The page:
When you spend your hard-earned money on home heating oil to keep your home warm, the last thing you want to do is waste it by having a poorly insulated house where the heat can escape easily. The more money you spend trying to keep it warm, the more you lose.
Wouldn’t it make sense to tackle these problem areas, so that you improve your home and get a better return on your home heating oil spend? We thought so. So, here are the common ways your home is losing energy and how to stop it.
Gaps under the window sills, around door frames and through the walls
If your windows are closed tight and you still feel a draught, you may need to investigate possible gaps underneath the sill. This isn’t always an obvious place to look, but you may find that a silicone caulk around the bottom of the sill is all it takes to block gaps and restore warmth and cosiness to your living space.
You should check all around your walls and frames for gaps or cracks which may be contributing to heat loss. Cavity wall insulation is a popular choice for preventing heat loss in older properties where wall insulation isn’t already present.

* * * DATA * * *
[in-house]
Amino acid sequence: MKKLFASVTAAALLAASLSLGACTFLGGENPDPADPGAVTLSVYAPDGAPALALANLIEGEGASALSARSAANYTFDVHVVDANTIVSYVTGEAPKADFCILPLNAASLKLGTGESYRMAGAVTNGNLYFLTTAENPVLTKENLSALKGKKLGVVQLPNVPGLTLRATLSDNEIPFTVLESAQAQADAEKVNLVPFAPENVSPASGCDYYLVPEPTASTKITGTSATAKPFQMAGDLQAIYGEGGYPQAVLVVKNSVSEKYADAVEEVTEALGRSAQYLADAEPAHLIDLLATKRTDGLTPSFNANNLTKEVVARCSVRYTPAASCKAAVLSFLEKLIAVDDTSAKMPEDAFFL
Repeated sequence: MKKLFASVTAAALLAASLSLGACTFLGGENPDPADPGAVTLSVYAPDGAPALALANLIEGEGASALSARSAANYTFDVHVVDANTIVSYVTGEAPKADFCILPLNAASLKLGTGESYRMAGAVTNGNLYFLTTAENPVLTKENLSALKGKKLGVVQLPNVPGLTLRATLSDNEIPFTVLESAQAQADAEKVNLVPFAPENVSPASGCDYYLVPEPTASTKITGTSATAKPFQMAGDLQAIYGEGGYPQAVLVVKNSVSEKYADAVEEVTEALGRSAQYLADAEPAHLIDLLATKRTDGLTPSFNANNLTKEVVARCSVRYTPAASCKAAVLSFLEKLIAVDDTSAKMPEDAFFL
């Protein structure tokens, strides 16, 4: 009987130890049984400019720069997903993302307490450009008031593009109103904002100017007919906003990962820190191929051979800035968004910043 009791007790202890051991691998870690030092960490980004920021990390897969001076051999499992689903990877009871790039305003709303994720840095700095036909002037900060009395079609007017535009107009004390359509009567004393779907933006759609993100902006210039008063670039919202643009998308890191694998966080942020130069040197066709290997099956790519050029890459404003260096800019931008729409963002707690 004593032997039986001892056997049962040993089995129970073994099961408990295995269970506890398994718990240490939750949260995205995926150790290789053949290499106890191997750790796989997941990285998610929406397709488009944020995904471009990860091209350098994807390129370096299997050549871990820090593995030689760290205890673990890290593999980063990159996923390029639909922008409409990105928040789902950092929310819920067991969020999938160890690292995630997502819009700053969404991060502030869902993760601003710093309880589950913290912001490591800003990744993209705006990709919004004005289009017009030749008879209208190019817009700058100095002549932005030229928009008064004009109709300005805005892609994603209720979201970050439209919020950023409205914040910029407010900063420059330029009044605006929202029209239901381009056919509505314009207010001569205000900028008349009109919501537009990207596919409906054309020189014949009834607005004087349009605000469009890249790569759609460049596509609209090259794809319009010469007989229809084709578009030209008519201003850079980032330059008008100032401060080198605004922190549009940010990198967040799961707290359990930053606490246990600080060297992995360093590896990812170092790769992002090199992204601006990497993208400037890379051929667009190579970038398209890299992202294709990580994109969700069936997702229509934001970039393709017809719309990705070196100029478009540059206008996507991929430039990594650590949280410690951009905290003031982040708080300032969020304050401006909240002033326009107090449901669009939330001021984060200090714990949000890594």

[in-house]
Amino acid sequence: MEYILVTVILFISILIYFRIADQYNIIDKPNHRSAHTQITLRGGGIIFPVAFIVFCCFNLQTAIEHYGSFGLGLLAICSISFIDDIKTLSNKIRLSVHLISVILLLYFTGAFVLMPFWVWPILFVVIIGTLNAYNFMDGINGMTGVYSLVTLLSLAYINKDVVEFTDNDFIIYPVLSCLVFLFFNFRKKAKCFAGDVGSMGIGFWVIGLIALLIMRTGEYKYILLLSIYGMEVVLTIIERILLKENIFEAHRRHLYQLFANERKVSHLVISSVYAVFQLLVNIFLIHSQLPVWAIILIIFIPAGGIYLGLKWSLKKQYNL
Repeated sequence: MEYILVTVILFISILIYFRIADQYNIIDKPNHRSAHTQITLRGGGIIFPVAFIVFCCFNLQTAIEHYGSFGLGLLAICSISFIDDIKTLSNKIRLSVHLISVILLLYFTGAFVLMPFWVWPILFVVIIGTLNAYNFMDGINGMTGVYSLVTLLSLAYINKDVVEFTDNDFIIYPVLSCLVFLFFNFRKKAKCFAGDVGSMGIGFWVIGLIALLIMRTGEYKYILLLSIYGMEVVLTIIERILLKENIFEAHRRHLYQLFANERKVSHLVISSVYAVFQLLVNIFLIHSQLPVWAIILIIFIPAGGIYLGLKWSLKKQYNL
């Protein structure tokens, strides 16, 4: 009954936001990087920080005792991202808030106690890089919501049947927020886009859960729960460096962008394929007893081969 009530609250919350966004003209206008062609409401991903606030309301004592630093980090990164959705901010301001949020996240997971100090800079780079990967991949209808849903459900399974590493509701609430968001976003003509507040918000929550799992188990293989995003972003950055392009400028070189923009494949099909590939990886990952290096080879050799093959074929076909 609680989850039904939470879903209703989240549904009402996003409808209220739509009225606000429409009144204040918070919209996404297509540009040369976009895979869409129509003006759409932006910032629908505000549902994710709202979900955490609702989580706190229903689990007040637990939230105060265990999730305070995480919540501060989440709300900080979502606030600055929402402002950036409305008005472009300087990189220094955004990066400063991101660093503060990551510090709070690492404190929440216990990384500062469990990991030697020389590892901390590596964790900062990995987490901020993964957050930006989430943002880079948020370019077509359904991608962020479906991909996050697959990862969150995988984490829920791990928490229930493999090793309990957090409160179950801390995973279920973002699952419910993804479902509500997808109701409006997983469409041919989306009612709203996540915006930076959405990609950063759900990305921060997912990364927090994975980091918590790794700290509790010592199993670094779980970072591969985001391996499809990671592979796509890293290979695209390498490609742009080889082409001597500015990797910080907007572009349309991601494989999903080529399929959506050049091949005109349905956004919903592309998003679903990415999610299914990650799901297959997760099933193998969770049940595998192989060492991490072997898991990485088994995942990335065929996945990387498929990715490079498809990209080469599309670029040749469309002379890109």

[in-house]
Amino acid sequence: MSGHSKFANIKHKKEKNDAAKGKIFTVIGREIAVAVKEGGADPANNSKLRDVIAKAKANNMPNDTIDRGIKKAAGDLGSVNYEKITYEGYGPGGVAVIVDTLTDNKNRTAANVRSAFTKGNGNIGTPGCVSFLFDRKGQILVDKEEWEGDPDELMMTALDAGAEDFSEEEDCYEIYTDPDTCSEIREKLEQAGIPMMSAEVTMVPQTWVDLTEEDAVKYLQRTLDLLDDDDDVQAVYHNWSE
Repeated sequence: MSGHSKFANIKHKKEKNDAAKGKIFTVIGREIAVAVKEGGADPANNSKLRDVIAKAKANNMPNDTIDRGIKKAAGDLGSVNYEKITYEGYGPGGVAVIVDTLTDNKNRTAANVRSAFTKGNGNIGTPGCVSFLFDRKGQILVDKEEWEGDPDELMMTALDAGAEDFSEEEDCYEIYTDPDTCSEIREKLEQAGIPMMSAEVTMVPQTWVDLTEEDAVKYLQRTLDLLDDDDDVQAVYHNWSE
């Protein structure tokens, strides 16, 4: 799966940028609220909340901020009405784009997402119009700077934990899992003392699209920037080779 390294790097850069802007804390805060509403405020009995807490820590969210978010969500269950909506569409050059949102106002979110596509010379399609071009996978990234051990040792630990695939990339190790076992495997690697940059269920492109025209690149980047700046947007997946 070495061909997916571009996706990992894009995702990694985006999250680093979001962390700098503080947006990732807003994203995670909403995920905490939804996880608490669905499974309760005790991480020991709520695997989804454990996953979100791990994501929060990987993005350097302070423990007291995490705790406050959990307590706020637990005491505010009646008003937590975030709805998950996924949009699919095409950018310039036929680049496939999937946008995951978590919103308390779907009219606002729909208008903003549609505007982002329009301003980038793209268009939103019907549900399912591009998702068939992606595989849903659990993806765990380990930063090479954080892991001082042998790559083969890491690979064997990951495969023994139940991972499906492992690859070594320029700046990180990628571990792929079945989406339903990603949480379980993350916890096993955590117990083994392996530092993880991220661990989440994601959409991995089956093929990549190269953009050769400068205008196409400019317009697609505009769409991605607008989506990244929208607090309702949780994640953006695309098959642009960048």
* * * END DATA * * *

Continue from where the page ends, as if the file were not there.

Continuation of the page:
Through the letterbox
Your hallway will always be typically colder than the other rooms in your house. After all, it’s not really a place where you spend a lot of time – you simply use it to move from one room to another. The radiators in this space are normally turned down much lower to save on home heating oil in a space where you wouldn’t feel the benefit of it, but there’s also potential for what little heating there is in this space to be lost through a poorly insulated letterbox. Instead, try using a wall mounted post box and seal your letterbox to drastically cut down on draughts.
Through the roof
One of the most common ways your home is losing energy is through your roof space, through inadequate (or entirely missing) insulation. As hot air rises, it will naturally try to escape through your attic, and therefore the best thing you can do to stop this is to upgrade your roof insulation to keep the heating in your house where it belongs. Attic insulation is common, and is normally in the form of fibreglass rolls or spray foam, depending on your home style and budget.
Check the quality of your insulation at present and decide if an upgrade now would be worth the investment – remember, having great roof insulation could save you up to 20% on your energy bills.
Through the floor
Flooring can be another common source of heating loss, especially if your home is older with a suspended floor. Insulating underneath your floor boards is advisable but to prevent any rot from condensation build up it is always best to call in a professional. Lifting your floorboards to lay insulation may feel like too big a task for you to tackle right now, so instead you can always add some thick area rugs to rooms where you feel you are getting draughts from the floor.